D Sufficiency of the Evidence to Convict
O'Dell, characterizing the case against him as "non-existent" apart from the serological evidence, argues the court should have directed the verdicts of acquittal on all three indictments. Because the trial court properly admitted the serological evidence and because there was other evidence to support the conviction, we need not consider this assignment of error. We find the evidence adduced at trial to be sufficient to convict O'Dell of all three crimes.
V PENALTY PHASE A Admissibility of Evidence of Future Dangerousness
(1) Unadjudicated Crimes and Juvenile Findings of Not Innocent
O'Dell objects to the admission of evidence of a prior attempted rape in Florida, claiming the Florida court dismissed the charge on the merits prior to trial for lack of evidence. In support, O'Dell proffers only his unsworn statement during trial that "[t]he sexual battery was dropped, Your Honor, by the Court." O'Dell's statement is not sufficient to show an adjudication of the charge. O'Dell filed the record of the proceeding in Florida, but the trial court did not admit it in evidence because O'Dell failed to have it properly authenticated. Nonetheless, we have reviewed the Florida record and find no reference to a dismissal of the attempted rape charge on the merits.
O'Dell argues that evidence of unadjudicated crimes and juvenile findings of not innocent are not admissible in the penalty stage of trial. We adhere to our consistent position that "a trier of fact called upon to decide whether or not to impose the death sentence is entitled to know as much relevant information about the defendant as possible." Beaver v. Commonwealth, 232 Va. 521, 529, 352 S.E.2d 342, 347, cert. denied, 483 U.S. ___, 107 S.Ct. 3277 (1987) (juvenile offenses and unadjudicated criminal activity held admissible in penalty phase of capital murder case). Accordingly, we reject O'Dell's contentions.
(2) Convictions More than 10 Years before this Conviction
O'Dell suggested at trial that Rule 609(b) of the Federal Rules of Evidence precluded the introduction of evidence of convictions more than 10 years before the subject crime. We have no such rule.
O'Dell cites no authority indicating the admission of such prior convictions presents constitutional issues. The only case he cites in support of his proposition is State v. Beal, 311 N.C. 555, 565, 319 S.E.2d 557, 563 (1984), which turned on a construction of North Carolina and Alabama statutes, and did not involve the constitutional issue O'Dell raises. There is no merit in this argument.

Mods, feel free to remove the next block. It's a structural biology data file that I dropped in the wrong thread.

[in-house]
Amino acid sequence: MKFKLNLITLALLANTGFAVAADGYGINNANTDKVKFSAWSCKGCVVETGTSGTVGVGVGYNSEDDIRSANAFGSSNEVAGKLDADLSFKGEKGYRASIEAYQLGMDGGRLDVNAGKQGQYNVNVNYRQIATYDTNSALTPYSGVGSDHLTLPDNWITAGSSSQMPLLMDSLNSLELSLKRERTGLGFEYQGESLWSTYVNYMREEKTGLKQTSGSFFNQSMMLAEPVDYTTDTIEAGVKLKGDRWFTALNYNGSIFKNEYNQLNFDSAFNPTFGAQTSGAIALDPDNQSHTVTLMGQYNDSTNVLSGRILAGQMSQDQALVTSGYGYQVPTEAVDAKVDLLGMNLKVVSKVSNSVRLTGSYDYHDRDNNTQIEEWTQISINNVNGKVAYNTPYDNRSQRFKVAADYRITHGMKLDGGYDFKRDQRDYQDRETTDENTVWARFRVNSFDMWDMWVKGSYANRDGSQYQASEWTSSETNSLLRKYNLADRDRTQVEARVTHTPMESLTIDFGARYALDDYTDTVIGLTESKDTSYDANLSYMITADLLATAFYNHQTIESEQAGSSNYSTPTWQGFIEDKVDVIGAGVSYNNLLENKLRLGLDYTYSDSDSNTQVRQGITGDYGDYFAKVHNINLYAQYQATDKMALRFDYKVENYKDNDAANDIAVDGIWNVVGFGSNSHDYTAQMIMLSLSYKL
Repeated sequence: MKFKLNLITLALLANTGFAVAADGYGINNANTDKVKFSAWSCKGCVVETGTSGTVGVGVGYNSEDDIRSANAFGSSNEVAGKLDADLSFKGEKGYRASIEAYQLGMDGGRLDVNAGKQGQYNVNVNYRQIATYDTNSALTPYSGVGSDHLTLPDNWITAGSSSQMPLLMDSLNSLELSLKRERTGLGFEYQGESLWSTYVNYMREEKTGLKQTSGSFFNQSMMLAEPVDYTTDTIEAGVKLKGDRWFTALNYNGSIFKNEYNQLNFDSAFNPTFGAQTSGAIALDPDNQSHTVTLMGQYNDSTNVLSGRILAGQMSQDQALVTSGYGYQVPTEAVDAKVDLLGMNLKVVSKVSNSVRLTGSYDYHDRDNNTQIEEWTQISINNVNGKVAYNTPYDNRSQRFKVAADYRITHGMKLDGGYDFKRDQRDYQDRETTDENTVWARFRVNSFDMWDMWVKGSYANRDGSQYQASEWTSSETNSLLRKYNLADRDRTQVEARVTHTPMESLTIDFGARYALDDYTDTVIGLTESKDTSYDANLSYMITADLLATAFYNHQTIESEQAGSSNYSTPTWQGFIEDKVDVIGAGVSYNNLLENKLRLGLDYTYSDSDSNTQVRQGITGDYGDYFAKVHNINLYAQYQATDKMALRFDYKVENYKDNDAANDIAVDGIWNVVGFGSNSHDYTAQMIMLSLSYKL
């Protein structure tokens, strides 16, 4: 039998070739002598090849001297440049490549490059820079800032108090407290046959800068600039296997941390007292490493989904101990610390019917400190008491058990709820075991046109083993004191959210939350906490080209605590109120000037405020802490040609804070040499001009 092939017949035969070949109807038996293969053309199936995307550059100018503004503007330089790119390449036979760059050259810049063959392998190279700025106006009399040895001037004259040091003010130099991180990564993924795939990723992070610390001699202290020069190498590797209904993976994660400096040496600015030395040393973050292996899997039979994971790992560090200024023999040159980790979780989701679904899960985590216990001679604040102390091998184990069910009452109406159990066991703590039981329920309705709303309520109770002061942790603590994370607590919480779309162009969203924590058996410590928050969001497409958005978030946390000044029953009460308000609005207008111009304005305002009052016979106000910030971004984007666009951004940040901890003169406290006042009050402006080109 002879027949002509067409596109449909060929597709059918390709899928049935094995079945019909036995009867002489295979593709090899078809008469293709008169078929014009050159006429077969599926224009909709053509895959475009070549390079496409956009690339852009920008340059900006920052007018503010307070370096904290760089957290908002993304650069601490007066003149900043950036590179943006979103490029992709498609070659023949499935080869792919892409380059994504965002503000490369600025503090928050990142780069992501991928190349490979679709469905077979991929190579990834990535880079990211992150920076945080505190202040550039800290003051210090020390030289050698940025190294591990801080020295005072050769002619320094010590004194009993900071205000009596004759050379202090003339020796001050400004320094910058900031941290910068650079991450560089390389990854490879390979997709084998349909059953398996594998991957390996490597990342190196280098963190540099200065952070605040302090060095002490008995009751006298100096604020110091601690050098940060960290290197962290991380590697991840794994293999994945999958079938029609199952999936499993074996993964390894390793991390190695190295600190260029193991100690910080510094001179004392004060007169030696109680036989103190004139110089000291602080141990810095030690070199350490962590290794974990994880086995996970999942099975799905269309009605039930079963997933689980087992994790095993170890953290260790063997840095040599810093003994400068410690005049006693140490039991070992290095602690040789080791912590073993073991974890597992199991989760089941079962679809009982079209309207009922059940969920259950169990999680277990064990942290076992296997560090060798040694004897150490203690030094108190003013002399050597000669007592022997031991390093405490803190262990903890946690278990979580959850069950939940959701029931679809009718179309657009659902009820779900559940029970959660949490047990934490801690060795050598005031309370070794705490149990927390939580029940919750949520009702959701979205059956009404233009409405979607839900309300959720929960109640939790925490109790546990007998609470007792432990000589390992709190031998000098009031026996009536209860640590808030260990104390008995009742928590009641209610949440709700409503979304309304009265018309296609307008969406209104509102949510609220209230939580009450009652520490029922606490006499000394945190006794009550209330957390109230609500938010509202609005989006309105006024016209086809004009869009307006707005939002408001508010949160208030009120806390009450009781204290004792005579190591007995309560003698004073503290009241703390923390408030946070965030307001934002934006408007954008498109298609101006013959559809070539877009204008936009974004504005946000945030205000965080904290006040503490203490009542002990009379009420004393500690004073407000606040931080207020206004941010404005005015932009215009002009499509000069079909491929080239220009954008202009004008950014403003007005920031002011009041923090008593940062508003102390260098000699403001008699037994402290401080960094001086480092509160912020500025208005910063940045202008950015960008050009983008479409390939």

B Admission of Evidence of Vileness
O'Dell did not brief his assignment of error dealing with the admission of evidence of the "vileness" of the murder and, therefore, we will not consider it. Rule 5:27(e). He does assign separate error and argue that an instruction on vileness "was fatally duplicitous." We need not rule on this contention because the jury did not base its verdict on the vileness predicate.
C Exclusion of Mitigating Evidence
O'Dell argues that he was entitled to introduce evidence and to have the jury instructed that in the event he received a life sentence, he would not be eligible for parole. We have rejected similar arguments in our previous capital murder cases, and do so now for the reasons stated in those cases. See Williams v. Commonwealth, 234 Va. 168, 179-80, 360 S.E.2d 361, 368 (1987); Poyner v. Commonwealth, 229 Va. 401, 432, 329 S.E.2d 815, 836-37, cert. denied, 474 U.S. 865 (1985).
D Instructions on Mitigating Circumstances
O'Dell argues the trial court failed "to give the jury any guidance as to the nature and function of mitigating circumstances." O'Dell tendered copies of 22 instructions on mitigation which a defendant proffered in a capital murder case in the State of Georgia. He also tendered an annotation of eight of Mississippi's model jury instructions drafted for use in the sentencing phase of trial and a North Carolina jury form of interrogatories on mitigation. We find the trial court correctly refused to give these purported instructions because they did not correctly state Virginia law, or they submitted principles of law inapplicable to the facts in this case. The instructions granted sufficiently covered the subject of mitigation.
E Admission of Hearsay
O'Dell now objects to the postsentence report as "inaccurate hearsay." His objection to the report at trial was limited to the information elicited from his sister, who he said had "no knowledge of it. Anything she says is completely hearsay." Although the trial court afforded O'Dell an opportunity to correct any misstatements in the report, and he did so as to other statements, he never said his sister's statements were "inaccurate," only that they were "completely hearsay." During the sentencing phase of a capital murder case, the court may consider hearsay evidence, favorable or unfavorable to the defendant, contained in a postsentence report. This is implicit from the language of Code Sec. 19.2-264.5 and Code Sec. 19.2-299, which permit a probation officer "to thoroughly investigate and report upon the history of the accused and any other and all other relevant facts."